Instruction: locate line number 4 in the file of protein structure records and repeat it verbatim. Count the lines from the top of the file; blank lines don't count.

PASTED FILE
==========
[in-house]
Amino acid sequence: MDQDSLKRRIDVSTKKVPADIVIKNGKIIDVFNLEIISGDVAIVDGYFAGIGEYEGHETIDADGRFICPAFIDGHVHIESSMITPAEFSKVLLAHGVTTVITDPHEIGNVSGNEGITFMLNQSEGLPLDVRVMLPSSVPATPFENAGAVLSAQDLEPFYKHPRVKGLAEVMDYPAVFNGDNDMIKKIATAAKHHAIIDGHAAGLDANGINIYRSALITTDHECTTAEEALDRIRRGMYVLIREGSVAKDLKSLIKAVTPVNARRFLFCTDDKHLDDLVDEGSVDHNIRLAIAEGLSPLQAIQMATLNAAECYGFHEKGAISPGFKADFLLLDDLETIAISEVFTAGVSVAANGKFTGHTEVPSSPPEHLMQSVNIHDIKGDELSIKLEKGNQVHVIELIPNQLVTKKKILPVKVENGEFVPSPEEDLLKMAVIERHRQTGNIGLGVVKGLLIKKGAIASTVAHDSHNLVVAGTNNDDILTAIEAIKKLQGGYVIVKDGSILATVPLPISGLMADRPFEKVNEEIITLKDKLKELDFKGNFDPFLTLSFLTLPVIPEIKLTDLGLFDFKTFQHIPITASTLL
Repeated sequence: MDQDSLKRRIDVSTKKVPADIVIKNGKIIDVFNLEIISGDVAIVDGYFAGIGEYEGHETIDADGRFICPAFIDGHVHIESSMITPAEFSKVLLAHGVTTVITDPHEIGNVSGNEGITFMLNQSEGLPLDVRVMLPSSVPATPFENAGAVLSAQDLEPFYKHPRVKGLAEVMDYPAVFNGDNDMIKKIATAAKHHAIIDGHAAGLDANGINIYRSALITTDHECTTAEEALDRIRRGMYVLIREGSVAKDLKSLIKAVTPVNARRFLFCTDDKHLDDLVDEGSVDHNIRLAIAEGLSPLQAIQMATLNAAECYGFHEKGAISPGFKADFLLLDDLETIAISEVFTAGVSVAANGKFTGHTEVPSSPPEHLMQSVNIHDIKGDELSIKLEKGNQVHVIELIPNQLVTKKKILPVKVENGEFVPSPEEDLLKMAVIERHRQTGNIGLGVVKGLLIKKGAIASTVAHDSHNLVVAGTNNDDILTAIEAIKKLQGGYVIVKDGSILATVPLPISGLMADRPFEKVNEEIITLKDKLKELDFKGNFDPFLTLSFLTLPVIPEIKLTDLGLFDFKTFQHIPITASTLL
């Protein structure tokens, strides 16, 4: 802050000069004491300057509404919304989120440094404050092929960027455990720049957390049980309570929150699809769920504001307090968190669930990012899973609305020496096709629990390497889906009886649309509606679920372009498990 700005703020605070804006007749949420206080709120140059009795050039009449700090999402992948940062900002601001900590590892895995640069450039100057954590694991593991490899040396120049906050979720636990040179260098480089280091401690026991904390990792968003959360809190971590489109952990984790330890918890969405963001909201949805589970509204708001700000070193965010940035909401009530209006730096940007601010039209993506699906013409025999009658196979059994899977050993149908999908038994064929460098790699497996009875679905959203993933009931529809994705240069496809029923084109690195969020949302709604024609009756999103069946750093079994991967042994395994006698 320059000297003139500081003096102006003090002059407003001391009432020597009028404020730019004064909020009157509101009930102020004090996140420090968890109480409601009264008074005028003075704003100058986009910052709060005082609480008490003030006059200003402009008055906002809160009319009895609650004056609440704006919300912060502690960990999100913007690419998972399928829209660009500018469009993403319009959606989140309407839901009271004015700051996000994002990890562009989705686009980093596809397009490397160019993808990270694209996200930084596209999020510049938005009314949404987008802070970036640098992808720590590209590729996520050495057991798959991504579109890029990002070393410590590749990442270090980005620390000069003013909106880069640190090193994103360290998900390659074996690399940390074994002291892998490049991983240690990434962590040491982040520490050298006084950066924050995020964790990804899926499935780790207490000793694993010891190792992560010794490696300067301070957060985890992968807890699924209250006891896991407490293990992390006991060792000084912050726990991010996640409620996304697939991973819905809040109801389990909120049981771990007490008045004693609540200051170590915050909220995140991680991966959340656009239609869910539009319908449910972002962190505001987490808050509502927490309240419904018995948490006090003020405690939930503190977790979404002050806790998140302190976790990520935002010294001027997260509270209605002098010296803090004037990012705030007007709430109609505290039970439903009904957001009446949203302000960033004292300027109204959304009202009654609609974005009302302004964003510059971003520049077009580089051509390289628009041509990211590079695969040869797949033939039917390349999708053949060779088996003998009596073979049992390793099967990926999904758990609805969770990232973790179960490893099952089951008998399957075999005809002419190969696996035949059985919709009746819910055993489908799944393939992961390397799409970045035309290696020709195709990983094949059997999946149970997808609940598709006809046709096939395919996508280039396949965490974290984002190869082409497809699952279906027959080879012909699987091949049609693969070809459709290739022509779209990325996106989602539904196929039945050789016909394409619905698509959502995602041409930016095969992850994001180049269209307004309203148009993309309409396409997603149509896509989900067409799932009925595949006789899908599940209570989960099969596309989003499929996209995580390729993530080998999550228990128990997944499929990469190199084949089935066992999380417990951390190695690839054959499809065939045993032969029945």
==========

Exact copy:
């Protein structure tokens, strides 16, 4: 802050000069004491300057509404919304989120440094404050092929960027455990720049957390049980309570929150699809769920504001307090968190669930990012899973609305020496096709629990390497889906009886649309509606679920372009498990 700005703020605070804006007749949420206080709120140059009795050039009449700090999402992948940062900002601001900590590892895995640069450039100057954590694991593991490899040396120049906050979720636990040179260098480089280091401690026991904390990792968003959360809190971590489109952990984790330890918890969405963001909201949805589970509204708001700000070193965010940035909401009530209006730096940007601010039209993506699906013409025999009658196979059994899977050993149908999908038994064929460098790699497996009875679905959203993933009931529809994705240069496809029923084109690195969020949302709604024609009756999103069946750093079994991967042994395994006698 320059000297003139500081003096102006003090002059407003001391009432020597009028404020730019004064909020009157509101009930102020004090996140420090968890109480409601009264008074005028003075704003100058986009910052709060005082609480008490003030006059200003402009008055906002809160009319009895609650004056609440704006919300912060502690960990999100913007690419998972399928829209660009500018469009993403319009959606989140309407839901009271004015700051996000994002990890562009989705686009980093596809397009490397160019993808990270694209996200930084596209999020510049938005009314949404987008802070970036640098992808720590590209590729996520050495057991798959991504579109890029990002070393410590590749990442270090980005620390000069003013909106880069640190090193994103360290998900390659074996690399940390074994002291892998490049991983240690990434962590040491982040520490050298006084950066924050995020964790990804899926499935780790207490000793694993010891190792992560010794490696300067301070957060985890992968807890699924209250006891896991407490293990992390006991060792000084912050726990991010996640409620996304697939991973819905809040109801389990909120049981771990007490008045004693609540200051170590915050909220995140991680991966959340656009239609869910539009319908449910972002962190505001987490808050509502927490309240419904018995948490006090003020405690939930503190977790979404002050806790998140302190976790990520935002010294001027997260509270209605002098010296803090004037990012705030007007709430109609505290039970439903009904957001009446949203302000960033004292300027109204959304009202009654609609974005009302302004964003510059971003520049077009580089051509390289628009041509990211590079695969040869797949033939039917390349999708053949060779088996003998009596073979049992390793099967990926999904758990609805969770990232973790179960490893099952089951008998399957075999005809002419190969696996035949059985919709009746819910055993489908799944393939992961390397799409970045035309290696020709195709990983094949059997999946149970997808609940598709006809046709096939395919996508280039396949965490974290984002190869082409497809699952279906027959080879012909699987091949049609693969070809459709290739022509779209990325996106989602539904196929039945050789016909394409619905698509959502995602041409930016095969992850994001180049269209307004309203148009993309309409396409997603149509896509989900067409799932009925595949006789899908599940209570989960099969596309989003499929996209995580390729993530080998999550228990128990997944499929990469190199084949089935066992999380417990951390190695690839054959499809065939045993032969029945």